Richard Phillips Feynman was undoubtedly a genius. He may not be as popular as other scientists, but his contribution to quantum physics was essential. For his work on the development of quantum electrodynamics, Feynman received the Nobel Prize in Physics in 1965.
He was the kind of guy you’d expect to be incredibly knowledgeable and capable of understanding everything anytime. Instead, as you can hear from his own voice in the video below, he admitted that he was, more often than not, in a state of confusion.
You see, it’s tempting to think of the great innovators and geniuses as superhumans with the incredible power of seeing the answers, knowing the direction, and envisioning what’s next with clarity.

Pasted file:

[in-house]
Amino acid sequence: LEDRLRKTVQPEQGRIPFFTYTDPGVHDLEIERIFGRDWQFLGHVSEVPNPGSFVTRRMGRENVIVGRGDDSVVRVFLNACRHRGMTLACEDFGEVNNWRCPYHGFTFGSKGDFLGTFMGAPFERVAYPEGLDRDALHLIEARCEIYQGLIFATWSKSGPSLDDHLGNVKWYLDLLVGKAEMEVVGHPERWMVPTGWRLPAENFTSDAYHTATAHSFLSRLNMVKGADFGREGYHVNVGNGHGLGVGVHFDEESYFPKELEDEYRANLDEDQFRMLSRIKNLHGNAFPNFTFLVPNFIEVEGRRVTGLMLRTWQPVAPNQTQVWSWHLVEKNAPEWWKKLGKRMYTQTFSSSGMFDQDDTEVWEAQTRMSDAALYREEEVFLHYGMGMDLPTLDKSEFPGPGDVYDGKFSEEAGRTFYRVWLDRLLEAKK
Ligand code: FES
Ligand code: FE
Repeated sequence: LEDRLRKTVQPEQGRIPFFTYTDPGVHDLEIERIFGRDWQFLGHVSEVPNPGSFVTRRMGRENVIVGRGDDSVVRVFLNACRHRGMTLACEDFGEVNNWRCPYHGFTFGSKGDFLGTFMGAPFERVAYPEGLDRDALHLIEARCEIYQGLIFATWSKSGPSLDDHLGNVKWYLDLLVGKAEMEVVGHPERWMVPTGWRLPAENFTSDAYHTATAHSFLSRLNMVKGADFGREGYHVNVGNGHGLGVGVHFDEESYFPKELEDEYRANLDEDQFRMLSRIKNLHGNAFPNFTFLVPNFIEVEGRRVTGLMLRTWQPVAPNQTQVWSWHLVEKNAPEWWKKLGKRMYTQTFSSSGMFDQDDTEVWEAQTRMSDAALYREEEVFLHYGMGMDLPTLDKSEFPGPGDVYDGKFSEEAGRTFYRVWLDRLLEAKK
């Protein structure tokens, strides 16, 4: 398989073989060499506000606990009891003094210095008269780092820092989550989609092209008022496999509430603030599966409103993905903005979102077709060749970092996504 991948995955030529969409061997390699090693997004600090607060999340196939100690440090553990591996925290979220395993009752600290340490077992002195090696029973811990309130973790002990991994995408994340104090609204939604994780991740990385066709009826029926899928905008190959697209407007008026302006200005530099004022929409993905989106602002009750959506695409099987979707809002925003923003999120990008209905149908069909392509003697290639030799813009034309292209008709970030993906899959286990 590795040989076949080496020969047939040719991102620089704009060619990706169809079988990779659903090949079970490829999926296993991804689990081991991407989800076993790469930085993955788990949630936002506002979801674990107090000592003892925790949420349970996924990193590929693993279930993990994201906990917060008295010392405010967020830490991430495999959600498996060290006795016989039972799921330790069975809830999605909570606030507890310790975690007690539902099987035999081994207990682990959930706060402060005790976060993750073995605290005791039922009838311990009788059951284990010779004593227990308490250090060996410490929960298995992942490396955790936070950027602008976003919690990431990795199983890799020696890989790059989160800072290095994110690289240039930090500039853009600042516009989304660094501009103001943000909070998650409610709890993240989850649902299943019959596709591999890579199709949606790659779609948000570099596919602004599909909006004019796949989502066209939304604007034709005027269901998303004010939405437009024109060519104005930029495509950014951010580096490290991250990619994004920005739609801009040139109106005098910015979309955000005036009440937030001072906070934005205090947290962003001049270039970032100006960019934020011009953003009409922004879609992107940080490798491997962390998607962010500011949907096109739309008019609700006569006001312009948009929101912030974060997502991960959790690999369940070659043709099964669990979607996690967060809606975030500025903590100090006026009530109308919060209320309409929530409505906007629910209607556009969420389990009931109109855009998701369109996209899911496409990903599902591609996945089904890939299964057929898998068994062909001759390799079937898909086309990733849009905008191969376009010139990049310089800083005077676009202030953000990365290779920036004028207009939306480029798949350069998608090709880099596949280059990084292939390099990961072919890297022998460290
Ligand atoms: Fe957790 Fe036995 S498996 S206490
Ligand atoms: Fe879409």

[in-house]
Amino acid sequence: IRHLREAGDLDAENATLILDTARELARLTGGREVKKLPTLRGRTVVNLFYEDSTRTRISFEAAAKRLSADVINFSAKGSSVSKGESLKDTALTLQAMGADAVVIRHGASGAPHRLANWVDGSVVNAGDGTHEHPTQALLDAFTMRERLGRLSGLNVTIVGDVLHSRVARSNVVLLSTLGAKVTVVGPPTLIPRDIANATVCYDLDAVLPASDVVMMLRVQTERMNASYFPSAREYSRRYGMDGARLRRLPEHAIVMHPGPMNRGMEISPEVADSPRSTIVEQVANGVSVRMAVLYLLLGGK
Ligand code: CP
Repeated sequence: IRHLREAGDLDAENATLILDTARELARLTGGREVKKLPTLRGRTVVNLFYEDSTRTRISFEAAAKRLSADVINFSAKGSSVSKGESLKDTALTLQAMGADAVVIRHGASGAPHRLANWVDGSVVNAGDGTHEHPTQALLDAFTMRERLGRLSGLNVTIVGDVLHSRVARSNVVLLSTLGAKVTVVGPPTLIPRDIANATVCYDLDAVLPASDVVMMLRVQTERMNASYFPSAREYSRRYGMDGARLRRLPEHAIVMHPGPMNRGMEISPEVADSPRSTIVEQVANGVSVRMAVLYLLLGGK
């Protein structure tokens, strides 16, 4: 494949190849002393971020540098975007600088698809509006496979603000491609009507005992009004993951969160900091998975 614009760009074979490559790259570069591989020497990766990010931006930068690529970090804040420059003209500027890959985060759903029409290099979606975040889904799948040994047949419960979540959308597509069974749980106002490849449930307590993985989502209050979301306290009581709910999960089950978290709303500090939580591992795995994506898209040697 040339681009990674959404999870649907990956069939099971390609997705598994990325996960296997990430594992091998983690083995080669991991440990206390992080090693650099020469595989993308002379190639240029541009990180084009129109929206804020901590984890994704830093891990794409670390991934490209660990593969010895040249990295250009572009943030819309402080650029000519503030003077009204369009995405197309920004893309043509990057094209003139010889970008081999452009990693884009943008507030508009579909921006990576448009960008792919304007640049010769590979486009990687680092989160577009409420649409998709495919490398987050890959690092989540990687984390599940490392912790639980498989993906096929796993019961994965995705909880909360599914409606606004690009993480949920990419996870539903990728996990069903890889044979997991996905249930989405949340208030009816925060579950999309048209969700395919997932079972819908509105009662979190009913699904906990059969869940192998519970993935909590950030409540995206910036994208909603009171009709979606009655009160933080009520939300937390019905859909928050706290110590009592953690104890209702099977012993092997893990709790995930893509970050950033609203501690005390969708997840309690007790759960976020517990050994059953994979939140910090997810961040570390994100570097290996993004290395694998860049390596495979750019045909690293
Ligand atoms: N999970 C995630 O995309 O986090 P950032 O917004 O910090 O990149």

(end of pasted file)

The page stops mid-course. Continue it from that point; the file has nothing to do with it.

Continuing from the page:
However, as Feynman revealed, the real power lies in their inability to understand things and acknowledge it not as a weakness, but as an opportunity. A source of wonder.
Obviously, Feynman knew a lot of things. But, he found pleasure in not knowing and being forced to figure things out.
If there is one thing we can learn from the great innovators of the past, is that to create impactful results, we have to muddle through, with no guarantee of success while seeing the perfection of uncertainty.
Most of us approach innovation because we want results. Preferably predictable results.
But, as Feynman taught us, it’s only when we become comfortable with living in a state of confusion, that we can create wonder.
I learn about Feynman and his state of confusion from this article by Greg Satell